Effect of selenium status and supplementation with high-selenium yeast on plasma homocysteine and B vitamin concentrations in the UK elderly

Bram Bekaert, Matthew L. Cooper, Fiona R. Green, Helene McNulty, Kristina Pentieva, John M. Scott, Anne M. Molloy, Margaret P. Rayman

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Abstract

The level of plasma total homocysteine (tHcy), long known to be B vitamin dependent, has recently been shown to be inversely associated with plasma selenium (Se) concentration in human subjects. We therefore, chose to investigate the interaction between Se, tHcy and B vitamins in a double-blind, placebo-controlled trial where 501 healthy UK elderly volunteers were randomly allocated to receive 100, 200, or 300 lug Se/day as high-Se-yeast, or placebo-yeast for 6 months. Plasma Se, tHcy, folate, vitamin B-12, pyridoxal-5'-phosphate (PLP) and its catabolite, 4-pyridoxic acid. were measured in all participants at baseline and in samples from the placebo, 100 and 300 mu g Se/day groups, at follow-up. At baseline, Se was inversely correlated with tHcy but only in males (p < 0.001). Before supplementation, tHcy concentration was significantly lower in the highest compared to the lowest Se tertile in males (p < 0.05), and in females when folate concentrations were also in the top tertile (p < 0.05). The effect of folate, PLP and vitamin B-12 concentrations on plasma tHcy correlated with Se concentration at baseline. After 6 months of Se supplementation, only Se concentration had changed significantly. Supplementation with Se does not affect tHcy concentration in the UK elderly population.
LanguageEnglish
Pages1324-1333
JournalMolecular Nutrition and Food Research
Volume52
Issue number11
DOIs
Publication statusPublished - Nov 2008

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Vitamin B Complex
Homocysteine
Selenium
Yeasts
Folic Acid
Pyridoxal Phosphate
Placebos
Vitamin B 12
Pyridoxic Acid
Volunteers

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Bekaert, Bram ; Cooper, Matthew L. ; Green, Fiona R. ; McNulty, Helene ; Pentieva, Kristina ; Scott, John M. ; Molloy, Anne M. ; Rayman, Margaret P. / Effect of selenium status and supplementation with high-selenium yeast on plasma homocysteine and B vitamin concentrations in the UK elderly. In: Molecular Nutrition and Food Research. 2008 ; Vol. 52, No. 11. pp. 1324-1333.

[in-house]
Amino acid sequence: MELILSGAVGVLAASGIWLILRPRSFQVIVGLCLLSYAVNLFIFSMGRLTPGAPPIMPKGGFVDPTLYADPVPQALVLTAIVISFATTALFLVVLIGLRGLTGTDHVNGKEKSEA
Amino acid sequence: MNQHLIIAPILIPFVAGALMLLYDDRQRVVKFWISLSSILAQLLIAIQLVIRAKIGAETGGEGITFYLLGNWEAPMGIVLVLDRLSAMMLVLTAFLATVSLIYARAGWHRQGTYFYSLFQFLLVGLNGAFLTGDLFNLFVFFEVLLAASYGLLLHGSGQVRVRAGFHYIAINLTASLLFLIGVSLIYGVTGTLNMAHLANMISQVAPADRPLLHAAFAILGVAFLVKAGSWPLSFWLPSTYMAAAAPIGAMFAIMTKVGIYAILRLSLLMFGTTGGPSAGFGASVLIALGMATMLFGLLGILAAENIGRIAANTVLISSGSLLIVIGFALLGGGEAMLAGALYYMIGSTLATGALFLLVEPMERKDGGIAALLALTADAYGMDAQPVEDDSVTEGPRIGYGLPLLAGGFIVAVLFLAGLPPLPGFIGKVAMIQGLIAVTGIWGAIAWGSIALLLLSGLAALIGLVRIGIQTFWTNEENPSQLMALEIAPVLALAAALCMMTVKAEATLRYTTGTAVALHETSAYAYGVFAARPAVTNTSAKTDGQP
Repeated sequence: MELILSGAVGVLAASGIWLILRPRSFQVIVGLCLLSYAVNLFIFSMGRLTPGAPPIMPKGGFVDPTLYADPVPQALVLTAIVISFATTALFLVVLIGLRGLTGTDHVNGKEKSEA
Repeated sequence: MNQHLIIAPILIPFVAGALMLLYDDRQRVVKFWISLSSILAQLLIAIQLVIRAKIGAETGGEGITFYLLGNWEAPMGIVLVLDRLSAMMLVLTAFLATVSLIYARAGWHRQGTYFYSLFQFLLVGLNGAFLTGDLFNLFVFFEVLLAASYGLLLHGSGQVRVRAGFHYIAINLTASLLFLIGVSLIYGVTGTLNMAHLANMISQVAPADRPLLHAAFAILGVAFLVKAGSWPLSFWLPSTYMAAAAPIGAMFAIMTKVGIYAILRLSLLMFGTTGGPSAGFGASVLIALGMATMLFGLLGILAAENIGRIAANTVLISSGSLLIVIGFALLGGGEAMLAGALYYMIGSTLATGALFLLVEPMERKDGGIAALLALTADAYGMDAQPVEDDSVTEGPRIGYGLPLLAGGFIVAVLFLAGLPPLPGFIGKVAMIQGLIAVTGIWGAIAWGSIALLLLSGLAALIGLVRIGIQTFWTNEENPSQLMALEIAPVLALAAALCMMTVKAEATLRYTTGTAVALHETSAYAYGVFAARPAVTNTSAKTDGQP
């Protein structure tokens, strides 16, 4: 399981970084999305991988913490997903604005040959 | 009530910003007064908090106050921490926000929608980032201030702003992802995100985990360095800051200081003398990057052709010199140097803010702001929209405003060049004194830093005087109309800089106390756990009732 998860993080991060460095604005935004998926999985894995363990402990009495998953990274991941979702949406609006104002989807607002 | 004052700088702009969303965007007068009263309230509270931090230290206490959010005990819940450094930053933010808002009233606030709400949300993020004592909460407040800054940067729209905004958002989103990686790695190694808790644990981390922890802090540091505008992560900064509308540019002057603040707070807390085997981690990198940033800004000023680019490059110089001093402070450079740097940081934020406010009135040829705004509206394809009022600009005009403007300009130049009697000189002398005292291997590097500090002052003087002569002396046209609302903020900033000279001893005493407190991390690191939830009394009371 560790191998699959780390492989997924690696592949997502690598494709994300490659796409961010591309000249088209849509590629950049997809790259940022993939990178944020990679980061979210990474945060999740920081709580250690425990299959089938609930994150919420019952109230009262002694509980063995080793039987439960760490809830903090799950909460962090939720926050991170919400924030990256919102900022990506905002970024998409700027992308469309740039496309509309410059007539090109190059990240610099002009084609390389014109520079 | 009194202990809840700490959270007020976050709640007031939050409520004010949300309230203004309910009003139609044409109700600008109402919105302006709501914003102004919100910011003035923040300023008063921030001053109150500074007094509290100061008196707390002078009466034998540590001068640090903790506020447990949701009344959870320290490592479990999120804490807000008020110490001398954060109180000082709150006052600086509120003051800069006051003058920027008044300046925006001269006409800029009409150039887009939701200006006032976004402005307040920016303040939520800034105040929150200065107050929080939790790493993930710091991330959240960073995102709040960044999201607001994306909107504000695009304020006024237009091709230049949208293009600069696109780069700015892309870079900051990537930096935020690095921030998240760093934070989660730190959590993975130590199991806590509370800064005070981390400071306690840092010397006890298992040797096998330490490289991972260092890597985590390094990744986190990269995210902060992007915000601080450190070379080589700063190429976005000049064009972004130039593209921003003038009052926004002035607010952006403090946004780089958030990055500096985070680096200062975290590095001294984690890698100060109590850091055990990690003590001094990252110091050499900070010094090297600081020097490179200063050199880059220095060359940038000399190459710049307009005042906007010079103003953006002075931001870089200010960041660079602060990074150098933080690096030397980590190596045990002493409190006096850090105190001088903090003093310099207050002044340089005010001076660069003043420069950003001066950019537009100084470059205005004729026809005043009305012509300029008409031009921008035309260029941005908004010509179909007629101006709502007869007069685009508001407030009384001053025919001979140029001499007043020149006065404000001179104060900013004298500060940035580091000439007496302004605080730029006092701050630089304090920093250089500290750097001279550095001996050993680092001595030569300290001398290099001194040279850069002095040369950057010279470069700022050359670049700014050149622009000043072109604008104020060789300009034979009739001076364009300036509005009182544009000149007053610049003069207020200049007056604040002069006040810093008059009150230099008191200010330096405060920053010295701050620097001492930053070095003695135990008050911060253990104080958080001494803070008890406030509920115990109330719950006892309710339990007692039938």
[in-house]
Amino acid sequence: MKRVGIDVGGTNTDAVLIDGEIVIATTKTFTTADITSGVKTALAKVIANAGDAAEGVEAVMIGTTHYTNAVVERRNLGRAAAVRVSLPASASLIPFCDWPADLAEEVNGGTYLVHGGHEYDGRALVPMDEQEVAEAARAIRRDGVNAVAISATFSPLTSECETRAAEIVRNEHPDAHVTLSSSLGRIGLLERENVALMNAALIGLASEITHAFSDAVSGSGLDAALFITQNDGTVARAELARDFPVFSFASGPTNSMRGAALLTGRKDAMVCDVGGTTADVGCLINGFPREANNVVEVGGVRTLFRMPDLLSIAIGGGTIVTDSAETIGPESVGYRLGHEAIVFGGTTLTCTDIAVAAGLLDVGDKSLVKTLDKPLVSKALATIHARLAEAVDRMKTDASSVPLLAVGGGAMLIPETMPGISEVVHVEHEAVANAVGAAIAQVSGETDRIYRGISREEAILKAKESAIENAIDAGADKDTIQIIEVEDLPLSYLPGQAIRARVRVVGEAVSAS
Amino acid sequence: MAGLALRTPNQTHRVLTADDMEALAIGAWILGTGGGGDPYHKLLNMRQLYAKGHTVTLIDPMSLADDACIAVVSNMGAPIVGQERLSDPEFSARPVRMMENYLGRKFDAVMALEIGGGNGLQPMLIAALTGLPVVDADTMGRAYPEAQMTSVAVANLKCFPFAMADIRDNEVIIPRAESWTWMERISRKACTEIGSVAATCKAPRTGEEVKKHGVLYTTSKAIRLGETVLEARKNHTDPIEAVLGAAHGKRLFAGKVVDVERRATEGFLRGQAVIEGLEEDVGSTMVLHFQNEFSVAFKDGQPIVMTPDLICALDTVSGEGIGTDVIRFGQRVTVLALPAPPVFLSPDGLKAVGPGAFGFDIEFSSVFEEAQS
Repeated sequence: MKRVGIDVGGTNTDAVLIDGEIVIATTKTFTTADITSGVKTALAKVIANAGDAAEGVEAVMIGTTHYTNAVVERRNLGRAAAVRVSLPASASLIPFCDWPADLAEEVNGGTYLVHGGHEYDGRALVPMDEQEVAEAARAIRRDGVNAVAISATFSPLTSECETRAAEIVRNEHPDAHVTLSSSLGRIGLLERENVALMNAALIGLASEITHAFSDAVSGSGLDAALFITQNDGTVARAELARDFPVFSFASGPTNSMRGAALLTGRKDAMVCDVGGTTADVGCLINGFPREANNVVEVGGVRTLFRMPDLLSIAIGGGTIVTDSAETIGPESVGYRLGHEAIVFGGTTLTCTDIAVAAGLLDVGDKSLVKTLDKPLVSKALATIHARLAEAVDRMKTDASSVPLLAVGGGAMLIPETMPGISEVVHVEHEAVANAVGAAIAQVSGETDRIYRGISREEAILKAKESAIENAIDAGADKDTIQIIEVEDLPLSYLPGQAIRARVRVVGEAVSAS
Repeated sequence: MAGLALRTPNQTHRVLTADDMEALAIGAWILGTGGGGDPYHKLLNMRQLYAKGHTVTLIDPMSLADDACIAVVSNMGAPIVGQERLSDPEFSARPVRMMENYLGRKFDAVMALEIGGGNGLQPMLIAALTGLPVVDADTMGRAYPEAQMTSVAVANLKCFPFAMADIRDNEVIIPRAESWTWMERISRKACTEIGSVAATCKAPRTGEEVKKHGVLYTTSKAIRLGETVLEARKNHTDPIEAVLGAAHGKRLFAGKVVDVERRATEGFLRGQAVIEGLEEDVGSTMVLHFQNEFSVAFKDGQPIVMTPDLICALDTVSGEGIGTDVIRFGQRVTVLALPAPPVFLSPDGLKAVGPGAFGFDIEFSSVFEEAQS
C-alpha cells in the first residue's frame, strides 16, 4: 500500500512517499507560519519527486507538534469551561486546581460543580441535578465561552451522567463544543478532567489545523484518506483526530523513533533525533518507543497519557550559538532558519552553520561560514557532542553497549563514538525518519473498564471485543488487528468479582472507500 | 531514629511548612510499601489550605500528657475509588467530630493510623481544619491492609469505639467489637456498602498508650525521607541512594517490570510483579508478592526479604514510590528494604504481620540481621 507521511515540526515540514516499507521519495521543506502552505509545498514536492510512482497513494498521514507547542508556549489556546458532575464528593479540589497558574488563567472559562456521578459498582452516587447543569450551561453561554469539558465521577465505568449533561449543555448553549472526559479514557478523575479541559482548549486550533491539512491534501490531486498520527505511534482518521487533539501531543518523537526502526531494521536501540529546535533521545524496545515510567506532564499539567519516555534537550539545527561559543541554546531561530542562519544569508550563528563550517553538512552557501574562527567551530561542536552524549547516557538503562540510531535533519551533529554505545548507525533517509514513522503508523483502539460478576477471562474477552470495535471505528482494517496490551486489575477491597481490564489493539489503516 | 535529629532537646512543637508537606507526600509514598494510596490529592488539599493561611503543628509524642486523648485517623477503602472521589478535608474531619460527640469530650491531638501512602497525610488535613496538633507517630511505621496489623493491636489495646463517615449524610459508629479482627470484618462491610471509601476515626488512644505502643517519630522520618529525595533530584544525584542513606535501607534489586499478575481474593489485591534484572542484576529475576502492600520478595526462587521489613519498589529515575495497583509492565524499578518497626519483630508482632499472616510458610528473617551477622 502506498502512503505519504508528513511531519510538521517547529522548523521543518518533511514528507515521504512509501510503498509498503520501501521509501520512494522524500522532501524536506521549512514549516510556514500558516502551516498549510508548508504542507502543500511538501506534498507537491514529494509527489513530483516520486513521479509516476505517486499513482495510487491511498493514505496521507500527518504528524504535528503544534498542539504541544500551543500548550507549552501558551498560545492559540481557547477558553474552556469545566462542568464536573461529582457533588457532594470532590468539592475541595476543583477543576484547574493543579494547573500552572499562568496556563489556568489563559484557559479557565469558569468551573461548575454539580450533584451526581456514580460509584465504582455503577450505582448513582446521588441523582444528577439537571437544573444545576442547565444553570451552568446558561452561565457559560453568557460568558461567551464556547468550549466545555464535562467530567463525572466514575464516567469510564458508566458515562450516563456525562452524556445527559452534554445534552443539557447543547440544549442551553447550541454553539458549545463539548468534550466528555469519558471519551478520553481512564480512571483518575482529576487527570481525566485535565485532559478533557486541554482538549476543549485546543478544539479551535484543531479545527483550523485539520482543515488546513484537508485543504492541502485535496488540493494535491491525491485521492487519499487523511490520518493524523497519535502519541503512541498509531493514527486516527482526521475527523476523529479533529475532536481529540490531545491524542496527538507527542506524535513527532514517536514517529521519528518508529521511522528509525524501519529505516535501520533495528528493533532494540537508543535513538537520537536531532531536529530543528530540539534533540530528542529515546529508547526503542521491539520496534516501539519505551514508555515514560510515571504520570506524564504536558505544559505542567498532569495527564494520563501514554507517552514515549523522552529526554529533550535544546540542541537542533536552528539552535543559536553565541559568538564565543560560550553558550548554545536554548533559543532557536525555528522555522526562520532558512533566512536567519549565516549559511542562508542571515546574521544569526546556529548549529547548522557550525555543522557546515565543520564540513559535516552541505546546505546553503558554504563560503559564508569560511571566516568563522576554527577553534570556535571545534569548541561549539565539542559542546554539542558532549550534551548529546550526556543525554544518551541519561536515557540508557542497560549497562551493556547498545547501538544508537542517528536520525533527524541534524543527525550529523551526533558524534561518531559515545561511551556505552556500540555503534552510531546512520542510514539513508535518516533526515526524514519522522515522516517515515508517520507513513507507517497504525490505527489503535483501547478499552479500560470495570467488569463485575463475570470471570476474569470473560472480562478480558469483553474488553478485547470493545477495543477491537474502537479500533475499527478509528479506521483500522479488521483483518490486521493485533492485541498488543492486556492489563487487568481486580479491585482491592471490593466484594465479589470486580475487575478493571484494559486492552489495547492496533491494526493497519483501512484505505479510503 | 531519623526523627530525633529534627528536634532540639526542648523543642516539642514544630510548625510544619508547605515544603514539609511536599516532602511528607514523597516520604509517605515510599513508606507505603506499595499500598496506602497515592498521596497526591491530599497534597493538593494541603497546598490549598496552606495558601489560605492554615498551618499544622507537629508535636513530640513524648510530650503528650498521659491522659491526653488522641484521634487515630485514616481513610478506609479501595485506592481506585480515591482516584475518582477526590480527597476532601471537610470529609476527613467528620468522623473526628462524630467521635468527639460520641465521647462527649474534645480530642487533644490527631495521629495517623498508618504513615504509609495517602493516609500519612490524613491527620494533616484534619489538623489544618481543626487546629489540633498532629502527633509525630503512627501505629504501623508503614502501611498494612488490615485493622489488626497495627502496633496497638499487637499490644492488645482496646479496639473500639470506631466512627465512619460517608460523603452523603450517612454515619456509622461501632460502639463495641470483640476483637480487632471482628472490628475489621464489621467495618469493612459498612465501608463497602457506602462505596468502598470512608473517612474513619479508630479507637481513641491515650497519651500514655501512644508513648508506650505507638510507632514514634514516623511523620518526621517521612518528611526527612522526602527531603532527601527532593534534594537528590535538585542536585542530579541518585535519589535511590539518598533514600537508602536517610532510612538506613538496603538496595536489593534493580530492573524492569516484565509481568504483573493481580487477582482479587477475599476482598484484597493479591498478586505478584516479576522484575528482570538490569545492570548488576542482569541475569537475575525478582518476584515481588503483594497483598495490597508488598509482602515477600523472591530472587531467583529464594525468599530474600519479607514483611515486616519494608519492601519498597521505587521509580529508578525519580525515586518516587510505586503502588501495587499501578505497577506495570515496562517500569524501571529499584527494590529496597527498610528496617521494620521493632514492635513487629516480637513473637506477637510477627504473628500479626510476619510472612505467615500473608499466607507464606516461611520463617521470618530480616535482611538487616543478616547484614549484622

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Effect of selenium status and supplementation with high-selenium yeast on plasma homocysteine and B vitamin concentrations in the UK elderly. / Bekaert, Bram; Cooper, Matthew L.; Green, Fiona R.; McNulty, Helene; Pentieva, Kristina; Scott, John M.; Molloy, Anne M.; Rayman, Margaret P.

In: Molecular Nutrition and Food Research, Vol. 52, No. 11, 11.2008, p. 1324-1333.

Research output: Contribution to journalArticle

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T1 - Effect of selenium status and supplementation with high-selenium yeast on plasma homocysteine and B vitamin concentrations in the UK elderly

AU - Bekaert, Bram

AU - Cooper, Matthew L.

AU - Green, Fiona R.

AU - McNulty, Helene

AU - Pentieva, Kristina

AU - Scott, John M.

AU - Molloy, Anne M.

AU - Rayman, Margaret P.

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AB - The level of plasma total homocysteine (tHcy), long known to be B vitamin dependent, has recently been shown to be inversely associated with plasma selenium (Se) concentration in human subjects. We therefore, chose to investigate the interaction between Se, tHcy and B vitamins in a double-blind, placebo-controlled trial where 501 healthy UK elderly volunteers were randomly allocated to receive 100, 200, or 300 lug Se/day as high-Se-yeast, or placebo-yeast for 6 months. Plasma Se, tHcy, folate, vitamin B-12, pyridoxal-5'-phosphate (PLP) and its catabolite, 4-pyridoxic acid. were measured in all participants at baseline and in samples from the placebo, 100 and 300 mu g Se/day groups, at follow-up. At baseline, Se was inversely correlated with tHcy but only in males (p < 0.001). Before supplementation, tHcy concentration was significantly lower in the highest compared to the lowest Se tertile in males (p < 0.05), and in females when folate concentrations were also in the top tertile (p < 0.05). The effect of folate, PLP and vitamin B-12 concentrations on plasma tHcy correlated with Se concentration at baseline. After 6 months of Se supplementation, only Se concentration had changed significantly. Supplementation with Se does not affect tHcy concentration in the UK elderly population.

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